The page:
How To Play Chess Like A Computer

I know, many of you, my dear readers, chuckled reading the title of this article. You must be thinking: “Are you really going to teach us how to play like a computer? Can you play like a computer?” The answer is quite obvious, no I cannot play like a computer. Not even close! Otherwise, instead of writing this article I would be looking for a way to challenge GM Magnus Carlsen for the world championship. Yet, I am absolutely sure that reading this article will help to improve your chess, or at the very least you’ll better appreciate the real depth and beauty of chess. So, without further ado, let’s start!

Can you find a forced win in the following position from the recent Tata Steel tournament?

Don’t be upset if you couldn’t find the solution. The strong Russian IM Polina Shuvalova missed it too. As a matter of fact, she even lost this game:

Now try to find a winning continuation in the following classical game:

I am pretty sure that all players rated above 1600 didn’t have many problems with this puzzle. Now think about it: all you needed to sacrifice in the first puzzle was a rook, and yet it was an incredibly difficult puzzle to solve. Meanwhile, the second puzzle was a piece of cake for most of you, even though White needed to sacrifice much more there (a queen and a rook).

The explanation is very simple: we are all trained to sacrifice something with a check. There are literary thousands of combinations that follow the general pattern of sacrifice with a check, then a couple of more checks and a checkmate. Indeed, it is very intuitive, since when we deliver a check, we have a sense of control over the game and it already psychologically justifies a sacrifice.

Shuvolova in 2019. Photo: Maria Emelianova/

However, the first puzzle required a rook sacrifice when it is our opponent who delivers a check! For most human players that is already a signal to look for a different move; once we see that an opponent can capture the sacrificed piece AND deliver a check, we usually stop calculating. That’s the main reason why such combinations are very difficult to find. Yet, when we manage to think outside the box, the resulting combinations are usually exquisite. Who will forget the following insane king move by GM Denis Khismatullin?

Most of us wouldn’t seriously analyze the move 44.Kg1!! even if we noticed the idea, thinking, “No, it cannot work.” And that’s the main difference between humans and computers. Computers, by definition, analyze all legal moves and therefore they simply cannot possibly miss such an idea. Meanwhile, we all have our biases which sometimes prevent us from seriously analyzing a move, even if it looks quite promising.

Here is one more big miss from the Tata Steel tournament. Can you find the best way to continue White’s attack in the following position?

It is obviously beyond human abilities to find the whole sequence of moves that leads to a win, so I cannot blame GM Jorden van Foreest for missing it. He still was able to finish the game in style with a beautiful combination:

Now I want you to notice something very important. Even though in both games players missed the best continuation suggested by a computer, they actually executed the exact same idea later in the game! IM Shuvalova missed the rook sacrifice on move 20, but she played 24.g4 offering the same sacrifice with a check four moves later. Van Foreest didn’t play 15. Rxf6 only to play exactly the same sacrifice one move later. It clearly proves the fact that the players didn’t just miss the golden opportunity, they just dismissed it due to psychological elements.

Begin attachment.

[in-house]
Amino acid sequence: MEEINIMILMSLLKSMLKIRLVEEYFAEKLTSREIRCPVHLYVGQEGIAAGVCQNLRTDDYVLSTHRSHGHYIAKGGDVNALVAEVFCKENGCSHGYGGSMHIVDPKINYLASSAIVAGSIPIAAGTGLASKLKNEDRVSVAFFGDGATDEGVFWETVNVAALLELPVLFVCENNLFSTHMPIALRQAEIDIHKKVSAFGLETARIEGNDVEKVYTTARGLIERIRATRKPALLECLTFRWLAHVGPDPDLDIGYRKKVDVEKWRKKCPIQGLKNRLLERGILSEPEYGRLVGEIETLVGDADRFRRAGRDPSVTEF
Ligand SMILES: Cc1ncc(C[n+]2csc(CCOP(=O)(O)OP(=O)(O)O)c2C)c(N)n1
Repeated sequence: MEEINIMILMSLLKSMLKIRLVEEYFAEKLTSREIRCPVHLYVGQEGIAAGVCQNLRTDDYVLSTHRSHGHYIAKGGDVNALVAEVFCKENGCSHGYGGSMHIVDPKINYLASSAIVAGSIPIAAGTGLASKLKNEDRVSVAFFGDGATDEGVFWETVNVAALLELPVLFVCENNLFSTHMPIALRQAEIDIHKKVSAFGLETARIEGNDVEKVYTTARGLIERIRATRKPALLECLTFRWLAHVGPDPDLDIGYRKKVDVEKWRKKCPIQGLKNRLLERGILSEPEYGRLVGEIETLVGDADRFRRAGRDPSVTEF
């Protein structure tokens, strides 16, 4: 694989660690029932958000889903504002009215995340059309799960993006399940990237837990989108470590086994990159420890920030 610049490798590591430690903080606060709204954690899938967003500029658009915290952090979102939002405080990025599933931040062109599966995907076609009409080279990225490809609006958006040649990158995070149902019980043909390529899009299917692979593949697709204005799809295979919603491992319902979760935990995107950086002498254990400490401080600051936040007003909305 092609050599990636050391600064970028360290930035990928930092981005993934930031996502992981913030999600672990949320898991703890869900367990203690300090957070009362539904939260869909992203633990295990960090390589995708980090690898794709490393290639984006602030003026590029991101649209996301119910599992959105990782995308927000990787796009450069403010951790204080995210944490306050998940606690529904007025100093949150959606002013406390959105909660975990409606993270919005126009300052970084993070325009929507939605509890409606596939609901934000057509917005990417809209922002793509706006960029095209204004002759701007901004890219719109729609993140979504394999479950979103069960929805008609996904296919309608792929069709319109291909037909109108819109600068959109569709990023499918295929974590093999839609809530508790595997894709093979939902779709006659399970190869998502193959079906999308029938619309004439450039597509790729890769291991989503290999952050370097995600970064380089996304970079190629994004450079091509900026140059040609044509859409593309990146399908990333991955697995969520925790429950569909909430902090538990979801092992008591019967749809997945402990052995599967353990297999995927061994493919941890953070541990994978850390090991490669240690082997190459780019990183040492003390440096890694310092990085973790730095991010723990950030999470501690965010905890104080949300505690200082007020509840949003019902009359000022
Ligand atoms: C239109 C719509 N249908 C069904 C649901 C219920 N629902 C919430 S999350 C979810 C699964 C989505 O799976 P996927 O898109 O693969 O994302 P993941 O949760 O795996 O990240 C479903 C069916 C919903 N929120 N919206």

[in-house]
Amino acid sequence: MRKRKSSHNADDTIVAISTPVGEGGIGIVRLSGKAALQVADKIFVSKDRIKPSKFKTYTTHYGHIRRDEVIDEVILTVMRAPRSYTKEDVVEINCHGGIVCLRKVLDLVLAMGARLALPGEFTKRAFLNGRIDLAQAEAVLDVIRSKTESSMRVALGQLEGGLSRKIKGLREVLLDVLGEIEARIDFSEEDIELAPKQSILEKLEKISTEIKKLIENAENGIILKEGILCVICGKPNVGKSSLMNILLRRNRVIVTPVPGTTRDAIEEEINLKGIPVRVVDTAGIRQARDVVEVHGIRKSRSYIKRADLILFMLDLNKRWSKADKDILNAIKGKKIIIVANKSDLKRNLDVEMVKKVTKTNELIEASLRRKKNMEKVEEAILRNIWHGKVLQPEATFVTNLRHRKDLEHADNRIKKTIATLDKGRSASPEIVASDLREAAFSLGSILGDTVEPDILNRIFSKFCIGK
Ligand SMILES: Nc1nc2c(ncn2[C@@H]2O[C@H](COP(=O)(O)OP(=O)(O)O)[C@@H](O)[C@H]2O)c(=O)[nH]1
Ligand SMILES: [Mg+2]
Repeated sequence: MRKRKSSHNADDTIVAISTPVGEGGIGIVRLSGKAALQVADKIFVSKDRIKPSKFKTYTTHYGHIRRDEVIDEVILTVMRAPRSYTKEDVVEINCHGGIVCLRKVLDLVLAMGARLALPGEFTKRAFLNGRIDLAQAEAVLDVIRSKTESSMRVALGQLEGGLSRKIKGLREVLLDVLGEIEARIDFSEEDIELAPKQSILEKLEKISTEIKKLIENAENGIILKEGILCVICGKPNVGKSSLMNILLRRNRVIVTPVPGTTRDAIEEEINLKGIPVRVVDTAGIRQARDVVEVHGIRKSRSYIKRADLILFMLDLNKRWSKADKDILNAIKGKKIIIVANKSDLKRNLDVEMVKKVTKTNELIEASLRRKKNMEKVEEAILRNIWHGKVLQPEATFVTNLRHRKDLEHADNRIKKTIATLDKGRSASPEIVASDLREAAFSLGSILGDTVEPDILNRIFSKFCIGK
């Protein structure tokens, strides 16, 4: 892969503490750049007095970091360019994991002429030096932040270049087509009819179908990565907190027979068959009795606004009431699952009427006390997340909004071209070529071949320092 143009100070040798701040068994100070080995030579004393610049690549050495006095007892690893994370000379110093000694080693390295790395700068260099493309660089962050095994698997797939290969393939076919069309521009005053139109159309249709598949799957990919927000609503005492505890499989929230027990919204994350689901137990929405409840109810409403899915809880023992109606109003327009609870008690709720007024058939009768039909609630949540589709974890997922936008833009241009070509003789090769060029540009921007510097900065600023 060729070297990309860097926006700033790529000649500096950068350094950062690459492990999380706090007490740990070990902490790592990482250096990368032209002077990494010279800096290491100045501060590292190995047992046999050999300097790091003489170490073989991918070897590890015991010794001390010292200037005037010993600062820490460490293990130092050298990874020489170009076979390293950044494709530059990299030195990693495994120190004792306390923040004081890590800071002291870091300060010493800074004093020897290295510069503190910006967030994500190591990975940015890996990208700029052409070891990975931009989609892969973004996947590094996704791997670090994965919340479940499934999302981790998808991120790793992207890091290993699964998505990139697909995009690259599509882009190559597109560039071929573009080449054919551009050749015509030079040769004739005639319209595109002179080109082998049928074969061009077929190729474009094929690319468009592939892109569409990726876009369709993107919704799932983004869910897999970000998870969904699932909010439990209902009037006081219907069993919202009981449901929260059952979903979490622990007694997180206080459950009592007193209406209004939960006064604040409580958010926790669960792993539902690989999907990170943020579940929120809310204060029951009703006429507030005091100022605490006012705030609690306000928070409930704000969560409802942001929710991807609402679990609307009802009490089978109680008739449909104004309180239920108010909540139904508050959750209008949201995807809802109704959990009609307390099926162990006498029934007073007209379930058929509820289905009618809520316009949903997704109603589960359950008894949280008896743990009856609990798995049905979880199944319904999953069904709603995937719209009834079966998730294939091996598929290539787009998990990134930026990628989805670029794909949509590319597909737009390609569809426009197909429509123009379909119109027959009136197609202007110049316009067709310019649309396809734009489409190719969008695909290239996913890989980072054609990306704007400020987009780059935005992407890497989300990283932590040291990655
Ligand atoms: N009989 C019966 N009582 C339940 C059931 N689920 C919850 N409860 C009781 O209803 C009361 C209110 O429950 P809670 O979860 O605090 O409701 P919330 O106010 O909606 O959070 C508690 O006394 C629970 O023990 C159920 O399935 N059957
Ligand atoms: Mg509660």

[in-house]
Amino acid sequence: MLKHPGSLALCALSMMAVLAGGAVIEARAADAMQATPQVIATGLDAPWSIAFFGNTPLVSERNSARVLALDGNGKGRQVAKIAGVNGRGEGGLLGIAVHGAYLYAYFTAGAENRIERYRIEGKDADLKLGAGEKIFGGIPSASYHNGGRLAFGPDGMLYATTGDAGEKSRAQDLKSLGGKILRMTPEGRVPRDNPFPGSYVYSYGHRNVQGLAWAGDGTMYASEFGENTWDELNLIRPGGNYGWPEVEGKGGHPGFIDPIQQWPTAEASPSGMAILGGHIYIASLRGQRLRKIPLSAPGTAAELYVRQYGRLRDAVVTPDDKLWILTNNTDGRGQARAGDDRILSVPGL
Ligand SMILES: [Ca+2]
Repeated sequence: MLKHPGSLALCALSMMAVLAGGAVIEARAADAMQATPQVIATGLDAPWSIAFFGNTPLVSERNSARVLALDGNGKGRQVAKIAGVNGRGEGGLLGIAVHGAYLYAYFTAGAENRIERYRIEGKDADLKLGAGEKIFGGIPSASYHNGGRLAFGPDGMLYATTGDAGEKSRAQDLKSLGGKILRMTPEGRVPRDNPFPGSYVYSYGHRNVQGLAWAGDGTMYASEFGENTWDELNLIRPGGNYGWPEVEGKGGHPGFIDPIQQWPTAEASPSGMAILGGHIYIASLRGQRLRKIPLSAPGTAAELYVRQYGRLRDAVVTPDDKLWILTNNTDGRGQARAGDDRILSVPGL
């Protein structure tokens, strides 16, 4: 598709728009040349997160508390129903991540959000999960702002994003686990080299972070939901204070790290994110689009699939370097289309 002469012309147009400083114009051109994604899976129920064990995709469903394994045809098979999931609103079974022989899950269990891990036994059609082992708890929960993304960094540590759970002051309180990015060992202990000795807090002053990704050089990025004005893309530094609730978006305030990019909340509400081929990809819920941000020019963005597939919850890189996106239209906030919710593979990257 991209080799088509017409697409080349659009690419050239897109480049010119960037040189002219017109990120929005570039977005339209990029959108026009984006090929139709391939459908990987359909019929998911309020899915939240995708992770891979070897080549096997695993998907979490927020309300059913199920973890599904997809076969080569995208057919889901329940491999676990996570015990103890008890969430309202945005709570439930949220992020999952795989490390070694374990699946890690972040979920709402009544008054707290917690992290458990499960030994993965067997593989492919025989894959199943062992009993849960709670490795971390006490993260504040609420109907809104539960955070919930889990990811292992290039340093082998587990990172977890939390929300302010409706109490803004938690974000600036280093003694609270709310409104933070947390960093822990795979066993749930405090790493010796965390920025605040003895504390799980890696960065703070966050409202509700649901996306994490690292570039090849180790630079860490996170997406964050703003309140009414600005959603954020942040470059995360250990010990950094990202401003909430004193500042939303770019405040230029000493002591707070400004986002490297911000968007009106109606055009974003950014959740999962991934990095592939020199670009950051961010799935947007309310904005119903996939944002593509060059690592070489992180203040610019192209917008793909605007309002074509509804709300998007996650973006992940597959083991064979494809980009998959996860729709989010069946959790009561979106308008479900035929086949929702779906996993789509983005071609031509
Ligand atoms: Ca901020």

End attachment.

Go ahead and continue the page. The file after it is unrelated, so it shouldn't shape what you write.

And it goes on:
Shuvalova finally decided to sacrifice the rook only when her position became desperate and she basically had nothing to lose anymore. Unfortunately, in that situation her opponent didn’t have to accept the sacrifice (which would again lose the game for Black). Instead he calmly consolidated the position and converted his material advantage. Van Foreest passed the sacrifice the first time because it looked like too much to give up the whole rook. Indeed, his position looked very promising, why take extra risk? On the very next move though, he sacrificed just an exchange (not the whole rook!) and comfortably won the game.

Jorden van Foreest
Van Foreest, seen here in 2018, could not repeat his 2021 victory at Tata Steel 2022, but he played exciting, sacrificial chess, with 10 decisive games out of 13. Photo: Maria Emelianova/

I hope that these examples prove that in many cases we see the best ‘computer’ moves but dismiss them due to our biases and other psychological problems. In order to play like a computer you should leave your emotions and biases aside and just keep calculating until you come to a clear conclusion. To be fair, even this approach is not a guarantee that you’ll find the winning line if it involves many “computer” moves. In this case you need to use the only advantage that we have over computers: our intuition. After all, this is exactly how GM Mikhail Tal became world champion!

So, if a sacrifice looks very tempting and really screaming to be played, don’t dismiss it just because it looks too risky, or it doesn’t fit the typical pattern. Calculate it to your best ability and if you cannot find a refutation then just do it! Even if it turns out to be a mistake, at the very least you’ll enjoy the game more this way. Isn’t it the reason why we all play chess in the first place?

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